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The odds of experiencing a public mass shooting in first person are low. Approximately 411 people have died in such tragic events during the past decade in the United States. However, the high saliency of mass shooting events might induce changes in behavior that may pose an external cost on society. In this paper, I estimate the impact of indirect exposure to high profile acts of violence on behavior by using information on 45 mass shootings from 2003 to 2016. Using individual-level data, I find that being within 250 miles shortly after a mass shooting, individuals overall activity levels decrease by 1.7 percent. This decline is equivalent to a daily 16 minute walk. For an average weight person, this decline would mean 50 less calories burned per day. The decline in activity is mainly explained by a 10 percent decrease in minutes of moderate to vigorous activities and are driven mostly by individuals under 30. In addition to a decrease in activity levels, I find an increase in the probability of having more days where perceived mental health is poor. And interestingly, I find and an increase in the probability of binge drinking. Finally, I also find a statistically significant decrease of 15.6 minutes worked per week shortly after a mass shooting has occurred. These results show that aside from direct victims, mass shootings also impact the short-term behavior of a broader portion of the population.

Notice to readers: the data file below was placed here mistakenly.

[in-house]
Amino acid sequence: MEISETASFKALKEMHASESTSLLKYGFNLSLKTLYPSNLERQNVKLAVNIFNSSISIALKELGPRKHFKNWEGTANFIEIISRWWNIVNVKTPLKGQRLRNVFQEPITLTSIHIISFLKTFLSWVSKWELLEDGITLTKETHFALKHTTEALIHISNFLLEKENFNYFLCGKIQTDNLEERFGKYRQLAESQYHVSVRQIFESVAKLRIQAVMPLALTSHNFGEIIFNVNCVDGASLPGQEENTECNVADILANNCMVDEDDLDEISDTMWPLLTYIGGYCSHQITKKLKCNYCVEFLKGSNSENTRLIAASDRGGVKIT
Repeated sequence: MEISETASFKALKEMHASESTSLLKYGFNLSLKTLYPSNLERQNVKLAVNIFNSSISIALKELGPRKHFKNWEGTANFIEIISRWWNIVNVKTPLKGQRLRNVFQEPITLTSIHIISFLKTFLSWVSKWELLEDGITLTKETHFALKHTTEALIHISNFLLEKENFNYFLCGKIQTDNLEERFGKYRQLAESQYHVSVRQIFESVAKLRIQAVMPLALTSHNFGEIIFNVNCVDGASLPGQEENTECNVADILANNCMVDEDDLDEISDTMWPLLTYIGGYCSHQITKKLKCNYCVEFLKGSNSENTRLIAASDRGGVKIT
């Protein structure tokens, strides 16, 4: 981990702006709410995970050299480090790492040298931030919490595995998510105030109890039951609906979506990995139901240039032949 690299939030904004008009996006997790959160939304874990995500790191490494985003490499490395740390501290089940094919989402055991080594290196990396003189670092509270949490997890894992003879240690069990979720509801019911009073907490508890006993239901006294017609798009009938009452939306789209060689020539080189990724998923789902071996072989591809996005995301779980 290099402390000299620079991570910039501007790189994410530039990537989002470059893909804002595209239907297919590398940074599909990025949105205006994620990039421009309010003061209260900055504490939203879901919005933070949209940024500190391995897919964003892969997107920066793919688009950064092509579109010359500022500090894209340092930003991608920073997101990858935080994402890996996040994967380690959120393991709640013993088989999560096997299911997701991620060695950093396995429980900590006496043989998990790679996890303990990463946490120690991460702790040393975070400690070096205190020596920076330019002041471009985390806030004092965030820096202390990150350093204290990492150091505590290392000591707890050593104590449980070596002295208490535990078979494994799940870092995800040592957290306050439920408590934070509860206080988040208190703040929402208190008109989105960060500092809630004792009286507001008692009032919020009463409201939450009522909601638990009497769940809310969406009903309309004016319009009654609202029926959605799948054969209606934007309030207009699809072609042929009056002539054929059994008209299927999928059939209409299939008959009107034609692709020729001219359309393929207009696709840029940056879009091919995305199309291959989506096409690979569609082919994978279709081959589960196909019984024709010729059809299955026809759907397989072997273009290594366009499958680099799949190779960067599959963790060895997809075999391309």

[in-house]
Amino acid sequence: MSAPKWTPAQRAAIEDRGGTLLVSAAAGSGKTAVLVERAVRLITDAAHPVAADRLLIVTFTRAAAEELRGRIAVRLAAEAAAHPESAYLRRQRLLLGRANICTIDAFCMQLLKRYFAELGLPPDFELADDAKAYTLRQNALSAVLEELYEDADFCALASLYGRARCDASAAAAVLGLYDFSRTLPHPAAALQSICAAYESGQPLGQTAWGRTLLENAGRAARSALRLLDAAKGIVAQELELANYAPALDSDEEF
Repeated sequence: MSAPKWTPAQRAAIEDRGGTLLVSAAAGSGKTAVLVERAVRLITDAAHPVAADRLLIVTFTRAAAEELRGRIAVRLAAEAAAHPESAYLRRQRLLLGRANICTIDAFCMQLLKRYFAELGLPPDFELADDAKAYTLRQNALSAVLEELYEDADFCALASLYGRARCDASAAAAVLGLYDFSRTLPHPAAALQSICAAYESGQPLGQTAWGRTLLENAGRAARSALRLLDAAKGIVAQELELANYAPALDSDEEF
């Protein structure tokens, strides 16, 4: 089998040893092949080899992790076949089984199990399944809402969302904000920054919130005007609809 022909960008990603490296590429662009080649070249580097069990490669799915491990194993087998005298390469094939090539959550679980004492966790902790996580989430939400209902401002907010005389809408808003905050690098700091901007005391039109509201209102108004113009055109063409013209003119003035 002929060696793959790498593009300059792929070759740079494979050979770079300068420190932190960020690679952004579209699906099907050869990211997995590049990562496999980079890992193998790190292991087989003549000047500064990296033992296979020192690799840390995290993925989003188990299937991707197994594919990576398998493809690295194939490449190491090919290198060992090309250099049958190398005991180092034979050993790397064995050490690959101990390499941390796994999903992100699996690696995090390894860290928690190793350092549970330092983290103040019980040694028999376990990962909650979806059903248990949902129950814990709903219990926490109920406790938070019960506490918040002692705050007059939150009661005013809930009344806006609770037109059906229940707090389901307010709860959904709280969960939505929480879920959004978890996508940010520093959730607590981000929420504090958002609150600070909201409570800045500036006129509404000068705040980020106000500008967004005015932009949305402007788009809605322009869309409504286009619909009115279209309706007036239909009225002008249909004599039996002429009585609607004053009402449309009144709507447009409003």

Identification Strategy: Mass Shootings in the United States and 250 mile radius, 2003-2016
Google Search Interest in Mass Shootings (250 miles radius from incidents)
Changes in Activity Levels after Indirect Exposure to Mass Shootings
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